Next, ask whether it has two-step verification to get to your account. To protect their customers, online banks and other businesses use this technique (also called two-step authentication). When you log in to the website, you type in your account number and password. That’s step one.Step two requires you to provide additional information, often the answer to a question like, “What is your mother’s maiden name?” or “What is the name of your childhood crush?” It could also be a passcode sent to your cell phone or even your fingerprint.
This second set piece of information isn’t nearly as easy to steal, so it gives you extra protection. And when it’s your money, you want your online bank to be a virtual Fort Knox. If an online bank is lax with its privacy and security, go elsewhere. You’ve got too many choices to stick with one that has the security level of your mom’s blog.
2. Don’t do your banking on public Wi-Fi. If you’re at a coffee shop or library, you can’t control who’s around you. Like the hacker who’s recording your keystrokes as you type. It’s called “keylogging,” and it’s a real thing. It can also be done with a video camera that records every single thing you type. Then, thieves review the footage to get your personal information, the scuzzy snakes.
Keylogging is only one of the ways hackers can get into your account while you’re on public Wi-Fi. Since you can’t prevent every single possibility, just steer clear of doing online banking while you’re out in public.
3. Be careful with your debit card. This isn’t news to anyone, but some people are dishonest. Con artists and swindlers are constantly looking for ways to put some of your money in their pocket, so don’t make it easier for them with your debit card. Don’t say your PIN number as you type. Don’t keep your PIN number in your wallet. Because people steal, right? And never, ever post pictures of your actual debit card on social media. That’s just inviting a hacker to break into your account.
4. Change passwords regularly. Yeah, we get it. Changing your passwords regularly is a pain. Who can keep up with all the different passwords you use on every online account? Email. Social media. Shopping accounts. Your school website. The list is as endless as the internet itself.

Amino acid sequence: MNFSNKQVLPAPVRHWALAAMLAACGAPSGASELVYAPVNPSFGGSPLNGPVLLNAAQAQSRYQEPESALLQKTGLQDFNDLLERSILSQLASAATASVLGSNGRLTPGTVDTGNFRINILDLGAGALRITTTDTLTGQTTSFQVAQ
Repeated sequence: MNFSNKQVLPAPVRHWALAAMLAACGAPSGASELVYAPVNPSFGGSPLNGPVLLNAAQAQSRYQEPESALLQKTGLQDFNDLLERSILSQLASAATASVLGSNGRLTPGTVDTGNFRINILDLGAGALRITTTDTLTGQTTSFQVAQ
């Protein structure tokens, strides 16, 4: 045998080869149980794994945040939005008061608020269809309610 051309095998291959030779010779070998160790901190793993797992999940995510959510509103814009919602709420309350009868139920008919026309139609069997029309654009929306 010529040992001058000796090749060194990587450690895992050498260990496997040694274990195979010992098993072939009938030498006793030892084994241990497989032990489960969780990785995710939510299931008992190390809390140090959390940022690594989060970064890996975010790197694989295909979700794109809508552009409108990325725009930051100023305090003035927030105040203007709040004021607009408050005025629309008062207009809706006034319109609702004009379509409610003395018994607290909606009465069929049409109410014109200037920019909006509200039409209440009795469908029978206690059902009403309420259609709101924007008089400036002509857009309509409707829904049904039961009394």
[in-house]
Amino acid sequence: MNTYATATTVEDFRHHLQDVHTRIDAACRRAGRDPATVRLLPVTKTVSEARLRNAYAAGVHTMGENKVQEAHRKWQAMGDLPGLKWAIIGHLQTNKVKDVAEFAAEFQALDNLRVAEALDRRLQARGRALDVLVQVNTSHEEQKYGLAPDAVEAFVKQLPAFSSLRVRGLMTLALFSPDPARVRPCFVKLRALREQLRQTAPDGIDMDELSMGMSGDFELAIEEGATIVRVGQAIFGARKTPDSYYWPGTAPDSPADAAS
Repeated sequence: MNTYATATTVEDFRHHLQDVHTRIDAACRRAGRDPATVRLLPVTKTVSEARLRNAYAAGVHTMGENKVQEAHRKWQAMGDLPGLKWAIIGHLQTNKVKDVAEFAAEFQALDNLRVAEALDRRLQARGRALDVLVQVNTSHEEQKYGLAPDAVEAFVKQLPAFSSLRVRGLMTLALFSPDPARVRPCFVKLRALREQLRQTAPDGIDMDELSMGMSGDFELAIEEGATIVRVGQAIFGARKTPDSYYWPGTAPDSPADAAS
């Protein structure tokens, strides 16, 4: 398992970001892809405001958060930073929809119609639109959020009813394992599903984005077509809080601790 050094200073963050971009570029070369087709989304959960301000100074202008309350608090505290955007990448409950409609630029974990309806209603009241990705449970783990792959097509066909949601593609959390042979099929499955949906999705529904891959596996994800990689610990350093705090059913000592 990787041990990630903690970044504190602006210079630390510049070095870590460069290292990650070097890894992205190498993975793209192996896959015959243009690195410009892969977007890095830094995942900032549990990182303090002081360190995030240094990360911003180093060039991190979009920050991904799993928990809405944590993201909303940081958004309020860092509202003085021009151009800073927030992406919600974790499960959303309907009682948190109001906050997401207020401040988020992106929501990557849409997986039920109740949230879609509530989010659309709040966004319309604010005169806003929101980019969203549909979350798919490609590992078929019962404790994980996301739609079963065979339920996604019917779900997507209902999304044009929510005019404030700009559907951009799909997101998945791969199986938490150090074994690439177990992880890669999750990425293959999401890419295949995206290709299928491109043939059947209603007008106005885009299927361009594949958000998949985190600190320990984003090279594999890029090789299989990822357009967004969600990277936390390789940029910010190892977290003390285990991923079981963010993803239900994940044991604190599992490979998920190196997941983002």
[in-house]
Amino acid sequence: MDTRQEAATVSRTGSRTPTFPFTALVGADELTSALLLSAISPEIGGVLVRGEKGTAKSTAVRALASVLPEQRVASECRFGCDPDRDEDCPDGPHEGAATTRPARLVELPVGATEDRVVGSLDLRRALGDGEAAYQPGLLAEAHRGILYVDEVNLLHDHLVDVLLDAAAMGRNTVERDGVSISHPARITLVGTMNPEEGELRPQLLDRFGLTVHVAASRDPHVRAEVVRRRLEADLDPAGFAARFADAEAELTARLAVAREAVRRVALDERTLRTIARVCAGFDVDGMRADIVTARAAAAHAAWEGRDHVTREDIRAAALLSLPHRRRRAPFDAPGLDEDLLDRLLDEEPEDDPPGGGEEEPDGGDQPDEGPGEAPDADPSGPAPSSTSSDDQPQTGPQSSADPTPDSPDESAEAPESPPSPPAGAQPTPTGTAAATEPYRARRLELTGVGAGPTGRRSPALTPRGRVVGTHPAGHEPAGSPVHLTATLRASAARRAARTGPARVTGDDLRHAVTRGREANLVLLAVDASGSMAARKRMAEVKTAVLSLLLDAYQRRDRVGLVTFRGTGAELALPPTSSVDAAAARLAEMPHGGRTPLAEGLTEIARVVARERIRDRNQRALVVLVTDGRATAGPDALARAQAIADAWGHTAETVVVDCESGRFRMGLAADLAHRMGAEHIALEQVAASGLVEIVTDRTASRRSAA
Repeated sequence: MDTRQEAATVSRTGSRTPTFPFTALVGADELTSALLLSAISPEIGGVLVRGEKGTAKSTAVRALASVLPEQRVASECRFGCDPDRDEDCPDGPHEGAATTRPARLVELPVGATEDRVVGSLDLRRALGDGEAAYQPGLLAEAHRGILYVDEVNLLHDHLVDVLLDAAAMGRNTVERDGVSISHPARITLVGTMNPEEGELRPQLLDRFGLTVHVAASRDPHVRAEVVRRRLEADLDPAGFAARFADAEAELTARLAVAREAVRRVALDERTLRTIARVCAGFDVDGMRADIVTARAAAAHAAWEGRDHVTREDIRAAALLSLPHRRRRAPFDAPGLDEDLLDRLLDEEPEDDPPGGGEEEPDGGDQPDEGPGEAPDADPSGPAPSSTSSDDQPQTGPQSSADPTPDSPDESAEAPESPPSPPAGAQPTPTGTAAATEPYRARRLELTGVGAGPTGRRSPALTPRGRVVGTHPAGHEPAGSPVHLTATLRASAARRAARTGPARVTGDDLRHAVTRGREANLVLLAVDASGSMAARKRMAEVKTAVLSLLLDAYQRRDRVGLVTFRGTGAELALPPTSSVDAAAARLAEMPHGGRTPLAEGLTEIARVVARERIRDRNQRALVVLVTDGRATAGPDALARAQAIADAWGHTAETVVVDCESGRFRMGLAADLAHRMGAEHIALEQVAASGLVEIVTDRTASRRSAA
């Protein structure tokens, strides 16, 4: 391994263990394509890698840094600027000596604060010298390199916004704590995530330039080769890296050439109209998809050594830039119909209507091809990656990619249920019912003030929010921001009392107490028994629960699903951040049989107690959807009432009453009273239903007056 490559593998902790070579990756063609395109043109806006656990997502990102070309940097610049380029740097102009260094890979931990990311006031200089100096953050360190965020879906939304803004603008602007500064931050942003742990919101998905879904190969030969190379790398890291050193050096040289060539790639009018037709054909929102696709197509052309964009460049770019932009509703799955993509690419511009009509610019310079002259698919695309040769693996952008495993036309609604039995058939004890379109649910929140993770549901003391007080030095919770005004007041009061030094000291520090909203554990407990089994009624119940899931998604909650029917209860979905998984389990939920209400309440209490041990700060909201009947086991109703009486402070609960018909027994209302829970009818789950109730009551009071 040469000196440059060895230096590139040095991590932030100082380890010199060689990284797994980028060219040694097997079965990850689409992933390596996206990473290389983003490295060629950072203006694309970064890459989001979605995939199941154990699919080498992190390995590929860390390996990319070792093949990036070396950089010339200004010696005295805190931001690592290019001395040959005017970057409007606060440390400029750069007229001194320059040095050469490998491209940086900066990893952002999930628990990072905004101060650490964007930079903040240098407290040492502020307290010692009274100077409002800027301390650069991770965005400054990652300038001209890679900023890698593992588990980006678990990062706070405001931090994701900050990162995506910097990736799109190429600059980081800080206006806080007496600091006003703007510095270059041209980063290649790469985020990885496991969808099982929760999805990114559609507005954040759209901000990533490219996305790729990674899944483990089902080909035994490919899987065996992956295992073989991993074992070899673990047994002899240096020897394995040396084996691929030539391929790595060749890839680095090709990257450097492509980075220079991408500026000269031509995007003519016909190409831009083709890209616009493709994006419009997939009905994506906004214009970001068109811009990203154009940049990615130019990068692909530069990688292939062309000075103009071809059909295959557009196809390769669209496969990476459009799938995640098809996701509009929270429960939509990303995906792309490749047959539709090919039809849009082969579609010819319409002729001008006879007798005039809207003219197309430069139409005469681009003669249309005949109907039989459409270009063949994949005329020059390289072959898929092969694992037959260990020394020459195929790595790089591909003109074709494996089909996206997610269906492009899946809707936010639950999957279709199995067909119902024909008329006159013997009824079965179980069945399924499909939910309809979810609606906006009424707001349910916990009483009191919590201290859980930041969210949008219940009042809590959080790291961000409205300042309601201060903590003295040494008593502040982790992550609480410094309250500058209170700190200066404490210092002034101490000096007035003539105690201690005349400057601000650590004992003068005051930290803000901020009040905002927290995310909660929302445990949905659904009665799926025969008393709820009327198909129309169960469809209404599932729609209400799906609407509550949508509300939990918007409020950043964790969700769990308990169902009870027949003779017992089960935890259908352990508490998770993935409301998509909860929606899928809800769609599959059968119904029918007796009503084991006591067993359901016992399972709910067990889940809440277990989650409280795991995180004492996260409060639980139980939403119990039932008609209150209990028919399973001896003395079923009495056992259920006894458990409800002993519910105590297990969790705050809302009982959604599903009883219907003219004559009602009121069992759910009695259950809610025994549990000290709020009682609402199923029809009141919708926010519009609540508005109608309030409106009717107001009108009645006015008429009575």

It’s tempting to use a favorite password on all your accounts and keep that password the same, but that’s like waving a bunch of $100 bills to a hacker. The problem is, once they’ve figured out your favorite password (and their variations), they have access to everything.
If you don’t change your passwords often, your online accounts will eventually get caught with their pants down (metaphorically speaking), which is sad because the fix is simple. Keep a list of sites and passwords on a piece of paper you leave at home and update it regularly. Low-tech saves the day!
5. Get identity theft protection. Sometimes called fraud monitoring, you need identity theft protection regardless of who you bank with. For a small monthly (or yearly) fee, a company will alert you if it detects a breech in your personal information, such as someone else using your social security number or a new credit card being issued in your name. The best monitoring companies will help with the recovery if you become the victim of ID theft.
Online banks have their own version of monitoring. For instance, some will text or email you when a large transaction hits your account. That way, the bank knows you spent the money and not some cyber-jerk.
Some banks also offer fraud monitoring as a free service. Even if you have to pay a small fee every month, fraud protection and detection along with identity theft is a must-have in today’s hacker-happy world.
Are Online Banks Safe?
Here’s the bottom line: Every bank has its weaknesses, even the one sitting around the corner. And just like a physical bank, online banks are safe when they do their best to protect your money and when you do your best to stay alert and make smart decisions. When that happens, you can take advantage of the benefits of online banking, like the lower fees and higher interest.